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Hi all! My first Post - I've been getting into my Greenthumb side of life and have been looking at the possibility of benefits of Precious Gems and Stones, even the Semi-Precious Minerals.

I've found a few ideas and insights in the few posts I read.

I wanted to add a note of interest for everyone here.

I found on Ebay a few listings for Paydirt, that contains Gold, Silver, Quartz, Malachite, and according to articles on the www that I found through Google - they are all Calcite Minerals.

And, most specifically - they are all "Diamonds in the Rough"!

My question at the moment is whether the Stones and Crystals that are damaged by water, are less damaged by water if they are still in there rough form?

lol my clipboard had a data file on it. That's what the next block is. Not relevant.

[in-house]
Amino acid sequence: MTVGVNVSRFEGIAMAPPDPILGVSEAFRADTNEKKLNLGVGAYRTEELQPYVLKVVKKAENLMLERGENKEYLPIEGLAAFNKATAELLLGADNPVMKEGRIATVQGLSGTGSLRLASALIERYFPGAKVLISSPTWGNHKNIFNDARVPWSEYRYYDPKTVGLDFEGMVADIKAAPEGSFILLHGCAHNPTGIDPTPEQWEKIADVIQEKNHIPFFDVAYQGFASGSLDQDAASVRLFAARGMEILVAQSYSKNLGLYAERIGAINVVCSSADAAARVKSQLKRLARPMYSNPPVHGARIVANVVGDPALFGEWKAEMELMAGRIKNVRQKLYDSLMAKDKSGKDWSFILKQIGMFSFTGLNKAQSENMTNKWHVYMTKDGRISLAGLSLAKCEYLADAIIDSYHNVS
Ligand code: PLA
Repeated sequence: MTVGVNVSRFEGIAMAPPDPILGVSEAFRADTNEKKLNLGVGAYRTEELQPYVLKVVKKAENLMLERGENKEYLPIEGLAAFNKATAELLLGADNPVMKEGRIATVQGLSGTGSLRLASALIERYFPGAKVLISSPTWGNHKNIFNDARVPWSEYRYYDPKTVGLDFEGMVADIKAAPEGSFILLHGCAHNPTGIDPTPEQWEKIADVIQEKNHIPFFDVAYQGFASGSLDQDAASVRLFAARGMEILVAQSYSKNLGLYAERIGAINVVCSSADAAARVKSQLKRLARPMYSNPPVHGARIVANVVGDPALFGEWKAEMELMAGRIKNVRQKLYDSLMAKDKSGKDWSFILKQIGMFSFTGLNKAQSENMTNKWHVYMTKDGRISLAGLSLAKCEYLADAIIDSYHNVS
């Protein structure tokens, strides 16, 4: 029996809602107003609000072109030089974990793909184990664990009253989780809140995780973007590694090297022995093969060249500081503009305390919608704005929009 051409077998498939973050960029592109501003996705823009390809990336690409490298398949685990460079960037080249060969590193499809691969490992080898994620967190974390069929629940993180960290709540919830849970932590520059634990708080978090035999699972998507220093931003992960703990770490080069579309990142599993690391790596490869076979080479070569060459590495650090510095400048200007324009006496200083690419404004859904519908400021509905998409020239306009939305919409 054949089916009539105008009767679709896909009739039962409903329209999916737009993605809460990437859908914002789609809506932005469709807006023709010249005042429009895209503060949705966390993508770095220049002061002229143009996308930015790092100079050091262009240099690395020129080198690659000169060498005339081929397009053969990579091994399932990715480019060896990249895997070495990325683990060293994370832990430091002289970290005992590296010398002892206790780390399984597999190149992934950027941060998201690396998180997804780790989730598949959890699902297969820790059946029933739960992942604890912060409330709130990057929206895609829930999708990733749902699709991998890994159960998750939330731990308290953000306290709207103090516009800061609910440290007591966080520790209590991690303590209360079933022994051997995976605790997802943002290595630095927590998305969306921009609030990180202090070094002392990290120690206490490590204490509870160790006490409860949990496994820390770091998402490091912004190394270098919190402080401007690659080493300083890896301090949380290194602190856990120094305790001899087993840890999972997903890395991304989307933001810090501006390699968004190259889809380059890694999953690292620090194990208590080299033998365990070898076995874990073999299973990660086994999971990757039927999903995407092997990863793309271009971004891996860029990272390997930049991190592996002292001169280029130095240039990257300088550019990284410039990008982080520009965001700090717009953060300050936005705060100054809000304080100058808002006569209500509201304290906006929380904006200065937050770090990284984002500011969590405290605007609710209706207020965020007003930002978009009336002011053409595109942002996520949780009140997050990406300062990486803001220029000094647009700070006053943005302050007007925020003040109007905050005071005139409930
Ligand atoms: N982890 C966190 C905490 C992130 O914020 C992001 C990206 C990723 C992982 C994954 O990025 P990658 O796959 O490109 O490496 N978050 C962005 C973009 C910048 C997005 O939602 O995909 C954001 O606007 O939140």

My ideas that sparked my interest in using the Precious Minerals and Ores in, on, and around my Plants/Flowers/Trees is an attempt to create a Lucious, Enriched, And Humid Soil!

I know for a fact, that if the Soil Contains Rocks, especially Rocks that absorb Heat. Roots love a nice Warm and Humid Soil. Especially seeds! Rocks keep the soil warm over the cool and frosty nights. I found some Rocks, down by the Railroad Tracks that have a High Iron Content and can actually hold a Magnet to them. I'm sure that they're some sort of Falling Star or Meteorite of some sort and even more so probably falling debris from Haleys Comet. And, Yes - My Plants love them. For the Iron Chellate they produce and for the Large Amounts of Heat they collect and store.